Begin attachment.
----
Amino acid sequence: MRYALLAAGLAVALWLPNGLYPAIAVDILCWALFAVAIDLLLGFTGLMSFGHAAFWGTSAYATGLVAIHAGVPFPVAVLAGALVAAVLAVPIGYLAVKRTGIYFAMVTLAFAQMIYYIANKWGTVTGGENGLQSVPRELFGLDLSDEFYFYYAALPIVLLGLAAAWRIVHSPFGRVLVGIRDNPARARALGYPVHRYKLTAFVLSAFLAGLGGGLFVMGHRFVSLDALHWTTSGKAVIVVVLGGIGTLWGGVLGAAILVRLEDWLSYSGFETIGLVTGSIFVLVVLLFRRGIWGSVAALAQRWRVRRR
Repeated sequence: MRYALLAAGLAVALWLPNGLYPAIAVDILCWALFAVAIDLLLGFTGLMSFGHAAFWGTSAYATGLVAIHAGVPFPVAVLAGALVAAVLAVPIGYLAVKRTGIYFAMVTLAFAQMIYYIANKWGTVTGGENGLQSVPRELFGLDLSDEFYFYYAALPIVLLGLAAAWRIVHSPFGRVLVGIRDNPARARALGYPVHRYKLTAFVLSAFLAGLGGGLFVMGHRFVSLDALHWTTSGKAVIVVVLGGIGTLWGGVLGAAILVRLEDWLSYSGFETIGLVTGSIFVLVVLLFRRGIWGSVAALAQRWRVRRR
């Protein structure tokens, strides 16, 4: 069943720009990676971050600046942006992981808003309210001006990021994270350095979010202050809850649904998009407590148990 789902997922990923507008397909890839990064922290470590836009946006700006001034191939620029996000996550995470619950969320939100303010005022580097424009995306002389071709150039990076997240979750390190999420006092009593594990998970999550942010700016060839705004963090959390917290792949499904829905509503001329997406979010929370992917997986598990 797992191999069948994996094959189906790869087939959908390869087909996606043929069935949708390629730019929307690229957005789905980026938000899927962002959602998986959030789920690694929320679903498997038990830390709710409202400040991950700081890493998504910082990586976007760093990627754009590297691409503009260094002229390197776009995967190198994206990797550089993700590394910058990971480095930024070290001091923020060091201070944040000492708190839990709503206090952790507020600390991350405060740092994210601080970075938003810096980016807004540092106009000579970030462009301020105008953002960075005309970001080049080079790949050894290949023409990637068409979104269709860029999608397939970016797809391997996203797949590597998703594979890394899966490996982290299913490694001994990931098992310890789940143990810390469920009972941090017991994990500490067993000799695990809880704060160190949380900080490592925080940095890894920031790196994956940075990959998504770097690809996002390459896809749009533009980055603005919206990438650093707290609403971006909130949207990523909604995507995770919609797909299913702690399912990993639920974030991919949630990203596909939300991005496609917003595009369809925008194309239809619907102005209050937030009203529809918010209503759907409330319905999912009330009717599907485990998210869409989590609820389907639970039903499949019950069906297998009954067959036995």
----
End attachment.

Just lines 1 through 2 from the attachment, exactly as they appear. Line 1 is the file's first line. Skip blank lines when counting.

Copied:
Amino acid sequence: MRYALLAAGLAVALWLPNGLYPAIAVDILCWALFAVAIDLLLGFTGLMSFGHAAFWGTSAYATGLVAIHAGVPFPVAVLAGALVAAVLAVPIGYLAVKRTGIYFAMVTLAFAQMIYYIANKWGTVTGGENGLQSVPRELFGLDLSDEFYFYYAALPIVLLGLAAAWRIVHSPFGRVLVGIRDNPARARALGYPVHRYKLTAFVLSAFLAGLGGGLFVMGHRFVSLDALHWTTSGKAVIVVVLGGIGTLWGGVLGAAILVRLEDWLSYSGFETIGLVTGSIFVLVVLLFRRGIWGSVAALAQRWRVRRR
Repeated sequence: MRYALLAAGLAVALWLPNGLYPAIAVDILCWALFAVAIDLLLGFTGLMSFGHAAFWGTSAYATGLVAIHAGVPFPVAVLAGALVAAVLAVPIGYLAVKRTGIYFAMVTLAFAQMIYYIANKWGTVTGGENGLQSVPRELFGLDLSDEFYFYYAALPIVLLGLAAAWRIVHSPFGRVLVGIRDNPARARALGYPVHRYKLTAFVLSAFLAGLGGGLFVMGHRFVSLDALHWTTSGKAVIVVVLGGIGTLWGGVLGAAILVRLEDWLSYSGFETIGLVTGSIFVLVVLLFRRGIWGSVAALAQRWRVRRR